Risk factors for musculoskeletal symptoms and ensuing health care use and sick leave

W IJzelenberg, A Burdorf
Spine 2005 July 1, 30 (13): 1550-6

STUDY DESIGN: Longitudinal study with a 6-month follow-up.

OBJECTIVE: To investigate whether demographic, work-related physical and psychosocial risk factors involved in the occurrence of musculoskeletal symptoms also determine subsequent health care use and sick leave.

SUMMARY OF BACKGROUND DATA: Preventing the socioeconomic consequences of disability from musculoskeletal symptoms may be a goal separate from that of eliminating the symptoms themselves; thus, other factors may need to be addressed in intervention.

METHODS: A questionnaire provided data on demographics and work-related factors, musculoskeletal symptoms, and ensuing health care use and sick leave among 407 industrial workers.

RESULTS: The 12-month prevalence of low back pain (LBP) and neck/upper extremity symptoms was 52% and 56%, respectively. Of those individuals with symptoms at baseline, 68% had a recurrence of LBP, and 62% a recurrence of neck/upper extremity symptoms during a 6-month follow-up. The recurrence of sick leave for a particular musculoskeletal complaint was approximately 30%, while recurrence of health care use was more than 40%. Recurrence of symptoms, health care use, and sick leave were strongly associated with a history of severe symptoms. Physical load, high job strain, and low social support at work determined the occurrence of LBP, related health care use, and sick leave. Older age and living alone were also important risk factors, especially for sick leave. High job strain determined the occurrence of neck/upper extremity symptoms, related health care use, and sick leave. Being female and living alone increased the probability of the occurrence of all 3 endpoints, especially the occurrence of sick leave.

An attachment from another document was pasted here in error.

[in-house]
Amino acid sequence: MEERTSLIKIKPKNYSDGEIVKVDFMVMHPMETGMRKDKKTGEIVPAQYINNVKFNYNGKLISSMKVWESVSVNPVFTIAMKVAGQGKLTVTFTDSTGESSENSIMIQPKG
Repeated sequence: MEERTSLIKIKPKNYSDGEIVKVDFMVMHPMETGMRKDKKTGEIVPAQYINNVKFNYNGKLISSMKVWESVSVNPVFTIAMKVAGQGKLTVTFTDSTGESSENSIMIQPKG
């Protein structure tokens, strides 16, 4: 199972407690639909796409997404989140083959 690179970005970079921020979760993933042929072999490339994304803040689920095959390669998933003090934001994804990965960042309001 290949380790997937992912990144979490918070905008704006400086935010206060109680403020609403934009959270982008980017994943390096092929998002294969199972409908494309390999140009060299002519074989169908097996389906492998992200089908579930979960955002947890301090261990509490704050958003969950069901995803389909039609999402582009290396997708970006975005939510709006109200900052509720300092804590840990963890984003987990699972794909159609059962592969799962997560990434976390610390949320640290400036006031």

CONCLUSIONS: Work-related factors that were associated with the occurrence of musculoskeletal symptoms were quite similar to those associated with health care use and sick leave. However, for LBP, older age and living alone, and, for neck/upper extremity symptoms, living alone and being female more strongly determined whether subjects with these complaints took sick leave. These results imply that prevention strategies aimed at minimizing the risks of the occurrence of work-related musculoskeletal symptoms and prevention programs aimed at reducing sick leave may need to emphasize different sets of risk factors.

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